No, he wasn't frightened. He couldn't tell me what he felt; but he left his door open all night because he couldn't bear to shut it on her. And he made no other attempt to go in to Pauline; he was so convinced that the phantasm of Rosamund would come again and stop him.

  I don't know what sort of excuse he made to Pauline the next morning. He said she was very stiff and sulky all day; and no wonder. He was still infatuated with her, and I don't think that the phantasm of Rosamund had put him off Pauline in the least. In fact, he persuaded himself that the thing was nothing but a hallucination, due, no doubt, to his excitement.

  Anyhow, he didn't expect to see it at the door again the next night.

  Yes. It was there. Only, this time, he said, it drew aside to let him pass. It smiled at him, as if it were saying, "Go in, if you must; you'll see what'll happen."

  He had no sense that it had followed him into the room; he felt certain that, this time, it would let him be.

  It was when he approached Pauline's bed, which had been Rosamund's bed, that she appeared again, standing between it and him, and stretching out her arms to keep him back.

  All that Pauline could see was her bridegroom backing and backing, then standing there, fixed, and the look on his face. That in itself was enough to frighten her.

  She said, "What's the matter with you, Edward?"

  He didn't move.

  "What are you standing there for? Why don't you come to bed?"

  Then Marston seems to have lost his head and blurted it out:

  "I can't. I can't."

  "Can't what?" said Pauline from the bed.

  "Can't sleep with you. She won't let me."


  "Rosamund. My wife. She's there."

  "What on earth are you talking about?"

  "She's there, I tell you. She won't let me. She's pushing me back."

  He says Pauline must have thought he was drunk or something. Remember, she 8aw nothing but Edward, his face, and his mysterious attitude. He must have, looked very drunk.

  She sat up in bed, with her hard,' black eyes blazing away at him, and told him to leave the room that minute. Which he did.

  The next day she had it out with him. I gathered that she kept on talking about the "state" he was in.

  "You came to my room, Edward, in a disgraceful state."

  I suppose Marston said he was sorry; but he couldn't help it; he wasn't drunk. He stuck to it that Rosamund was there. He had seen her. And Pauline said, if he wasn't drunk then he must be mad, and he said meekly, "Perhaps I am mad."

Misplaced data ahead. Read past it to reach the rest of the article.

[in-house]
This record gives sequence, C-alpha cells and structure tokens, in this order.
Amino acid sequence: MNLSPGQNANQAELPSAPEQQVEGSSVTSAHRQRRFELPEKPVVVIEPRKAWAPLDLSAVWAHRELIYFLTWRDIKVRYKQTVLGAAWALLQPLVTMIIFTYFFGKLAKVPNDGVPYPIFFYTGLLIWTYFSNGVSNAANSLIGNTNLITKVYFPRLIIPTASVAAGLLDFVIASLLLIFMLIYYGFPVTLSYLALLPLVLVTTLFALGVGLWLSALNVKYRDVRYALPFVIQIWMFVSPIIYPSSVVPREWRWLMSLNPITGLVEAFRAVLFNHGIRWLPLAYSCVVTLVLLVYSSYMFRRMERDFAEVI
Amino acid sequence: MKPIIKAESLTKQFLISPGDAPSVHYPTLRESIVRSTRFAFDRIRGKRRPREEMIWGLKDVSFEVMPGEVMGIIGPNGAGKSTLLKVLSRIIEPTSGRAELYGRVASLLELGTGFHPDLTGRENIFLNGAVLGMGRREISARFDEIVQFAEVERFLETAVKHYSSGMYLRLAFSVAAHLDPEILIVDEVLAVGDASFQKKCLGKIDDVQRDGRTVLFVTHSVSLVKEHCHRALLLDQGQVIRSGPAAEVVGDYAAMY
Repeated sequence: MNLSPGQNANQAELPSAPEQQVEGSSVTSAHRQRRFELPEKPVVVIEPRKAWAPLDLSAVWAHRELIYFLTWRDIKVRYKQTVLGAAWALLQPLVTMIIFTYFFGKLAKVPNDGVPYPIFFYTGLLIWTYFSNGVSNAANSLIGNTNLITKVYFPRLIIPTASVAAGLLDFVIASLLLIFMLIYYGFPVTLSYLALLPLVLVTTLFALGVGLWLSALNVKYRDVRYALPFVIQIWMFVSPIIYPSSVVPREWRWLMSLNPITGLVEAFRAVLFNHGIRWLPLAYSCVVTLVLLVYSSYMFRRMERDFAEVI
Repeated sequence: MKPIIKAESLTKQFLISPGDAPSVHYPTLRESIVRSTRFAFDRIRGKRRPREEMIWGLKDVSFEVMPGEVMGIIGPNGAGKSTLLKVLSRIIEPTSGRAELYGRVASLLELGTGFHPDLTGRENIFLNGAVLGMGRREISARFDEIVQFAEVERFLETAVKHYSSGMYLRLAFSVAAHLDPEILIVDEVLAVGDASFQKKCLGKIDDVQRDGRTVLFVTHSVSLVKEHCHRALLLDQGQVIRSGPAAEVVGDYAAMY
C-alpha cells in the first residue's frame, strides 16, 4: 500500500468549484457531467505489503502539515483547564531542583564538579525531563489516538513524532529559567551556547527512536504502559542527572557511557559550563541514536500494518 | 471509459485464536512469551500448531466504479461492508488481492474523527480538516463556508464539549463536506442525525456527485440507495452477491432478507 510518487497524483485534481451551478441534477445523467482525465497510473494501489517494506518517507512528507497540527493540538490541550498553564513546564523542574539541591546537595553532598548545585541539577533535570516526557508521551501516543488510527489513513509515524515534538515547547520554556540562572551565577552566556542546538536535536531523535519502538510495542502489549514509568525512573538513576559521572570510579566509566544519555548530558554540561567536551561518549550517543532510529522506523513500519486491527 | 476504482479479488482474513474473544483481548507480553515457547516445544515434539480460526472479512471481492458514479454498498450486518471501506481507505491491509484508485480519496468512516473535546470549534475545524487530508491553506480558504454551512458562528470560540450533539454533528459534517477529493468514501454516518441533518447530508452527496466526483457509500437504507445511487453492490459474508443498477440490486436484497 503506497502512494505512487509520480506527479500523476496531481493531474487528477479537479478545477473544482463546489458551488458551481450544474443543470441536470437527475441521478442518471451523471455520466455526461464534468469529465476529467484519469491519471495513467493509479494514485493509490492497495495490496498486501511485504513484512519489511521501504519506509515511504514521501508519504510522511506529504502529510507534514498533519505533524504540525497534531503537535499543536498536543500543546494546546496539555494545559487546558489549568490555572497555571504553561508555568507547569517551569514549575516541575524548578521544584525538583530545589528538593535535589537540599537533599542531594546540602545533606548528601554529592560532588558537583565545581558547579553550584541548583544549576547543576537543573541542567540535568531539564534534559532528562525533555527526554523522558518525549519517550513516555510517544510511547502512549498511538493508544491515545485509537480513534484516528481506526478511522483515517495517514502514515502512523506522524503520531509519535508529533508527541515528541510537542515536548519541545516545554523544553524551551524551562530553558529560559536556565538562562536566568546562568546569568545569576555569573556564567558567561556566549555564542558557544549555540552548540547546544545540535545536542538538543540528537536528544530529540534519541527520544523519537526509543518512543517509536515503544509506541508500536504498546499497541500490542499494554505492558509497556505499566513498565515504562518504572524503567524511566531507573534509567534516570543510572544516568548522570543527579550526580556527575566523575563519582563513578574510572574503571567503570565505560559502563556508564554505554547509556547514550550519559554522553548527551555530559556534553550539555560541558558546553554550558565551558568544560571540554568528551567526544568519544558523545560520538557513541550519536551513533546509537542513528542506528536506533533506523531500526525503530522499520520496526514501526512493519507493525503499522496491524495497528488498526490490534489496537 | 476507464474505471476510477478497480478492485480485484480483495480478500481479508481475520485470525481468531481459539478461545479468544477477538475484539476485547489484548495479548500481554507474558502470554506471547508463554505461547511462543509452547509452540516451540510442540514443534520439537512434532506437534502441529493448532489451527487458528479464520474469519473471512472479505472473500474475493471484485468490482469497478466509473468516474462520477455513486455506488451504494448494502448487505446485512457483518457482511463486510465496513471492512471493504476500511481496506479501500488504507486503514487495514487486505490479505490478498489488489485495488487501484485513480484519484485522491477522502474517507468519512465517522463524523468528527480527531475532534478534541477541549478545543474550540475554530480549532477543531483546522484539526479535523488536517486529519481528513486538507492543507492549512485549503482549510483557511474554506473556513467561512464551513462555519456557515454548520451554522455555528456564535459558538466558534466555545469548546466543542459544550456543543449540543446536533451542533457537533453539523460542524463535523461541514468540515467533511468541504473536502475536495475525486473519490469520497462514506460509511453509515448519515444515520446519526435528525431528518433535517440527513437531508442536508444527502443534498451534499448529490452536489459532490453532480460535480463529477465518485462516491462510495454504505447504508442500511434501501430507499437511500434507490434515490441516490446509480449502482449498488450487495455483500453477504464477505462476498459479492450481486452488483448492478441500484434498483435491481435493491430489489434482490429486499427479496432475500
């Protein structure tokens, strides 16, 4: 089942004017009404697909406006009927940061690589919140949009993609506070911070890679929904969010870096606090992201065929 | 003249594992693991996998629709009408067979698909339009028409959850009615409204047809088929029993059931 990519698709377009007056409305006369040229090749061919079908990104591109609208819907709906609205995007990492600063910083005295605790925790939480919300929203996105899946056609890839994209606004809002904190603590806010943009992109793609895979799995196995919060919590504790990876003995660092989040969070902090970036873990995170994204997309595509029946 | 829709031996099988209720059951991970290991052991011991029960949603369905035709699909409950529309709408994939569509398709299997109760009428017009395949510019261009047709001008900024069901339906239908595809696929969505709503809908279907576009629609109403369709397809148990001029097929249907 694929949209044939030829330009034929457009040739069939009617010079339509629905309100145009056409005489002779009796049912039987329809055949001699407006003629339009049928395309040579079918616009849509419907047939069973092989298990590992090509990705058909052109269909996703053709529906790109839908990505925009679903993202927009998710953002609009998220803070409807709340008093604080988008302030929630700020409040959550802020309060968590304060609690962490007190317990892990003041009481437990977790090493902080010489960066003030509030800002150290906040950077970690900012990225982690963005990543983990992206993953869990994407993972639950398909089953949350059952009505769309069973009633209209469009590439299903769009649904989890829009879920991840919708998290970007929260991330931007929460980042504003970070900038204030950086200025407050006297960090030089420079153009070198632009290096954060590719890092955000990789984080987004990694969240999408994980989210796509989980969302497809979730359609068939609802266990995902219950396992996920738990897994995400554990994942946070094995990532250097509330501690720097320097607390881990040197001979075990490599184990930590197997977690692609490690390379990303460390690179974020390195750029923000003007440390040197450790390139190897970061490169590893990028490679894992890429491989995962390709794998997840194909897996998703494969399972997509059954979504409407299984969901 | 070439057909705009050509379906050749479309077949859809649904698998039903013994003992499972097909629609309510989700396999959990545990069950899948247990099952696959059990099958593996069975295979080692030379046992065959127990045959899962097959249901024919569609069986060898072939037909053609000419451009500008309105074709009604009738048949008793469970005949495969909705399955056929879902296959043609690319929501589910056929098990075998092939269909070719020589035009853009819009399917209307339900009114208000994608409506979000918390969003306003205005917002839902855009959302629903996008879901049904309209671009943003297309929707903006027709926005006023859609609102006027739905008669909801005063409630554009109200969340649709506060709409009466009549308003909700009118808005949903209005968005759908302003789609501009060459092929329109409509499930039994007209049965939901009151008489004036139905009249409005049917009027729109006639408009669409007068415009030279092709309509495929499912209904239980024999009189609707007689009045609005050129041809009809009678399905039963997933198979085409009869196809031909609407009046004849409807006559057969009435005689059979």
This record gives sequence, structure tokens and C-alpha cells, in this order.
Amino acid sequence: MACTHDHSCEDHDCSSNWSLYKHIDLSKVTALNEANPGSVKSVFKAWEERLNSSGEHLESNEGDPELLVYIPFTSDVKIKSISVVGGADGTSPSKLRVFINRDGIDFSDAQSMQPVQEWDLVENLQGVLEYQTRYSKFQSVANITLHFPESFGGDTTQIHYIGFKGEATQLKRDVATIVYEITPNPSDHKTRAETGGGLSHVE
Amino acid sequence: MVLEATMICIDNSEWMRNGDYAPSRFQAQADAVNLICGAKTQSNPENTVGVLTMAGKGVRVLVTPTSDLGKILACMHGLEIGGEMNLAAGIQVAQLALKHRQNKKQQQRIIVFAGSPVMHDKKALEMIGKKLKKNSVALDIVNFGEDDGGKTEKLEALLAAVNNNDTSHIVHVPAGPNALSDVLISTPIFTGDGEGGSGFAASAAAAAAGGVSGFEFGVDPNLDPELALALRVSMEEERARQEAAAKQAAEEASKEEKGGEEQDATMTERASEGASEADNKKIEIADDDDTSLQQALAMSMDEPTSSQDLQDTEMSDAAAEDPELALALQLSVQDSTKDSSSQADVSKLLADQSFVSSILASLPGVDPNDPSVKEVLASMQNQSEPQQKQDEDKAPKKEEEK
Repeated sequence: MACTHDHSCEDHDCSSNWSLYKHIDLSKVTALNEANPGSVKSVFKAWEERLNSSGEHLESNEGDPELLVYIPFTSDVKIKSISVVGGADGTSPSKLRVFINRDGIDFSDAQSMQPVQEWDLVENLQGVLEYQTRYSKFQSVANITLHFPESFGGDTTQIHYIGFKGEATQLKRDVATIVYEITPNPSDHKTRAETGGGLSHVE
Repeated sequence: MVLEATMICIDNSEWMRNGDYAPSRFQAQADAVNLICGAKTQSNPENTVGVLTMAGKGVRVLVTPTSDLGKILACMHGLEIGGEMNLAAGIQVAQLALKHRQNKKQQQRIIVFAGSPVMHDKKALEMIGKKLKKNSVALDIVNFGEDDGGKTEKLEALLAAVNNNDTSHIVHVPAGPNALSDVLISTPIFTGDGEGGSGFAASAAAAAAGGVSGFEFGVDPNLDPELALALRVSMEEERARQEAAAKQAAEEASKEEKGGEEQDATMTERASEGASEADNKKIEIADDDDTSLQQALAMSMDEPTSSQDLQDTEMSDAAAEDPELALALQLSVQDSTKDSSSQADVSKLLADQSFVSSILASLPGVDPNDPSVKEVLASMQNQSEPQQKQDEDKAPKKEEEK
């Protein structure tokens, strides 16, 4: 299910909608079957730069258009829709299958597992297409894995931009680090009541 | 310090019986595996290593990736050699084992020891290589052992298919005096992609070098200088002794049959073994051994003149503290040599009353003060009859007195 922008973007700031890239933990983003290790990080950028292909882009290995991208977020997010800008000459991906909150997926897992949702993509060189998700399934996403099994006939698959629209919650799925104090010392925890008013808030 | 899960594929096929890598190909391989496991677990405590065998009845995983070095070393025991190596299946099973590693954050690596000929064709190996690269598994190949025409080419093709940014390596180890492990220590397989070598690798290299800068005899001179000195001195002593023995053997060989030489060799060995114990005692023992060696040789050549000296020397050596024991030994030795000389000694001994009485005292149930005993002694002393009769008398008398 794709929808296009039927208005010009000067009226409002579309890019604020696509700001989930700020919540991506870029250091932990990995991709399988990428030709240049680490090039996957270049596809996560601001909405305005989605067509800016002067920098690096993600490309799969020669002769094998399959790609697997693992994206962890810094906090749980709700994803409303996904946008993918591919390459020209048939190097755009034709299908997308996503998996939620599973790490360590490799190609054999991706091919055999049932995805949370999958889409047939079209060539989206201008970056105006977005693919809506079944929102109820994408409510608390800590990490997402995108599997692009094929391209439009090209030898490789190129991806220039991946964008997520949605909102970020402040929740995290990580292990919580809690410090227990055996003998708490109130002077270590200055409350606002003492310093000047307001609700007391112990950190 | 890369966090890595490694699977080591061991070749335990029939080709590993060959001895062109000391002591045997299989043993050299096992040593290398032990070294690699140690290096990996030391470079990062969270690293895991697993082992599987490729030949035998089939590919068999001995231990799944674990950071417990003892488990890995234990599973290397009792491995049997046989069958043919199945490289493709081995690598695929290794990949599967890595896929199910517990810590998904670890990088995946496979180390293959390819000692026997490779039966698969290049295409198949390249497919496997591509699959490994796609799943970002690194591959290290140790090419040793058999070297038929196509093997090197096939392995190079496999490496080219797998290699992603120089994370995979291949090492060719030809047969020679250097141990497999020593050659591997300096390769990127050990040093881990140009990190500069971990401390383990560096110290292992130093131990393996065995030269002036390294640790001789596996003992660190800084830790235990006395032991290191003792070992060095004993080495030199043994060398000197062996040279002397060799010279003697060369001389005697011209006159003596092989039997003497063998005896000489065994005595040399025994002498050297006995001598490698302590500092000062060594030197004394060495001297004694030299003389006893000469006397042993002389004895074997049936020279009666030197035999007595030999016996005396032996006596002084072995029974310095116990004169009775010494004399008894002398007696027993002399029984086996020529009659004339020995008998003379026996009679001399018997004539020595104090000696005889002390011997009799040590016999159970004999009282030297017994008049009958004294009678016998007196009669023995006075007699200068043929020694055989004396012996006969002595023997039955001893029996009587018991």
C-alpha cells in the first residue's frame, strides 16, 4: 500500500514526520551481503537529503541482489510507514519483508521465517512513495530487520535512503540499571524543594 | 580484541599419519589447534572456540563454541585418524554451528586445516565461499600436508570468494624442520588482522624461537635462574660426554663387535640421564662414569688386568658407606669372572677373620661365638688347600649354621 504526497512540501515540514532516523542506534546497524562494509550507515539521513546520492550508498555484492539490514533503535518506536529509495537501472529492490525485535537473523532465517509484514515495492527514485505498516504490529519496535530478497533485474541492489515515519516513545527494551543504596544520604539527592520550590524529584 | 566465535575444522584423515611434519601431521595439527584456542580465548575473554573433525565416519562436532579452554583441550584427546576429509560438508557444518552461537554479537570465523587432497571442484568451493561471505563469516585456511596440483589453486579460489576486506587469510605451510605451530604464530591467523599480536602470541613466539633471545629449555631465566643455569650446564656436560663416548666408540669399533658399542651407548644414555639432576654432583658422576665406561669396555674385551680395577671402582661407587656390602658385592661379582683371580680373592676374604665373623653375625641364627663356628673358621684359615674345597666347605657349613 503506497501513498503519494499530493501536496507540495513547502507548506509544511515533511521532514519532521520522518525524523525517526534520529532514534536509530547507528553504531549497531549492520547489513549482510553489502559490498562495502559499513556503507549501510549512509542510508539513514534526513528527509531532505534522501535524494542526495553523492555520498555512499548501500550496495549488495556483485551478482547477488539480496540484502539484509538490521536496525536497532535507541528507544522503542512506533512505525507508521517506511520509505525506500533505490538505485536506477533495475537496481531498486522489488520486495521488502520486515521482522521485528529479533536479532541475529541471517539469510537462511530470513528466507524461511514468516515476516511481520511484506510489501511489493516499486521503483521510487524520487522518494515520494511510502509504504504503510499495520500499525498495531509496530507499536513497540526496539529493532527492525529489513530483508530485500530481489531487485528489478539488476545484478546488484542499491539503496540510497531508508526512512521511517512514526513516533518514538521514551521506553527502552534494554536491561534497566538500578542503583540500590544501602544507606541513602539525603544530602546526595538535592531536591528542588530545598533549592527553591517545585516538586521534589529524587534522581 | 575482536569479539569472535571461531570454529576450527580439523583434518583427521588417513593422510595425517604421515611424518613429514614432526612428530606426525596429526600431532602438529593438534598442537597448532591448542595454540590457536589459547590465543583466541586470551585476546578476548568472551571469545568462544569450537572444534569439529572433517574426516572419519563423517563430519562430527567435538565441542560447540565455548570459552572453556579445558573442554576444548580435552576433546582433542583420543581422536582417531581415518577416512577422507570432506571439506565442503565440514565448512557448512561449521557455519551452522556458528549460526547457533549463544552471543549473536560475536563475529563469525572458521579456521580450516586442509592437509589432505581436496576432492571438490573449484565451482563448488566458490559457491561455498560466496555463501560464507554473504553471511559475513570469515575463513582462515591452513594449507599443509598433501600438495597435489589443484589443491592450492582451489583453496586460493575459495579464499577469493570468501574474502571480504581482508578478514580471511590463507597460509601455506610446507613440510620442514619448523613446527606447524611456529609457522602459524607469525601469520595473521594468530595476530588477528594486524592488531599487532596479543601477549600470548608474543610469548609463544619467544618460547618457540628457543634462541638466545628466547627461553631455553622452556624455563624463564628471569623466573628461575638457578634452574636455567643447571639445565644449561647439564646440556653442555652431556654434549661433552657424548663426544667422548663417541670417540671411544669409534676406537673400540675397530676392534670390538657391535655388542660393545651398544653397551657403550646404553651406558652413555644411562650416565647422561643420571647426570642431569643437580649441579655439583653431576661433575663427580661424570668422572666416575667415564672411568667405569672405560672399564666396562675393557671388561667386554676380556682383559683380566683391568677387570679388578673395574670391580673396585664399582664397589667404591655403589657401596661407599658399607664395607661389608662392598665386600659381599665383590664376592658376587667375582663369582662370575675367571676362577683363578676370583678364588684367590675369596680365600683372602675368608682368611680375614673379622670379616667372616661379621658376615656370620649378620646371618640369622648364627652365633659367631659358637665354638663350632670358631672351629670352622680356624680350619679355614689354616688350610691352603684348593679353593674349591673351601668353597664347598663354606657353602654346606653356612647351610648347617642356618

That set her off, and she broke out in a fury. He was no more mad than she was; but he didn't care for her; he was making ridiculous excuses; shamming, to put her off. There was some other woman.

  Marston asked her what on earth she supposed he'd married her for. Then she burst out crying and said she didn't know.

  Then he seems to have made it up with Pauline. He managed to make her believe he wasn't lying, that he really had seen something, and between them they arrived at a rational explanation of the appearance. He had been overworking Rosamund's phantasm was nothing but a hallucination of his exhausted brain.

  This theory carried him on till bed-time. Then, he says, he began to wonder what would happen, what Rosamund's phantasm would do next. Each morning his passion for Pauline had come back again, increased by frustration, and it worked itself up crescendo, towards night. Supposing he had seen Rosamund. He might see her again. He had become suddenly subject to hallucinations. But as long as you knew you were hallucinated you were all right.

  So what they agreed to do that night was by way of precaution, in case the thing came again. It might even be sufficient in itself to prevent his seeing anything.

  Instead of going in to Pauline he was to get into the room before she did, and she was to come to him there. That, they said, would break the spell. To make him feel even safer he meant to be in bed before Pauline came.

  Well, he got into the room all right.

  It was when he tried to get into bed that--he. saw her (I mean Rosamund).

  She was lying there, in his place next the window, her own place, lying in her immature childlike beauty and sleeping, the firm full bow of her mouth softened by sleep. She was perfect in every detail, the lashes of her shut eyelids golden on her white cheeks, the solid gold of her square fringe shining, and the great braided golden rope of her hair flung back on the pillow.

  He knelt down by the bed and pressed his forehead into the bedclothes, close to her side. He declared he could feel her breathe.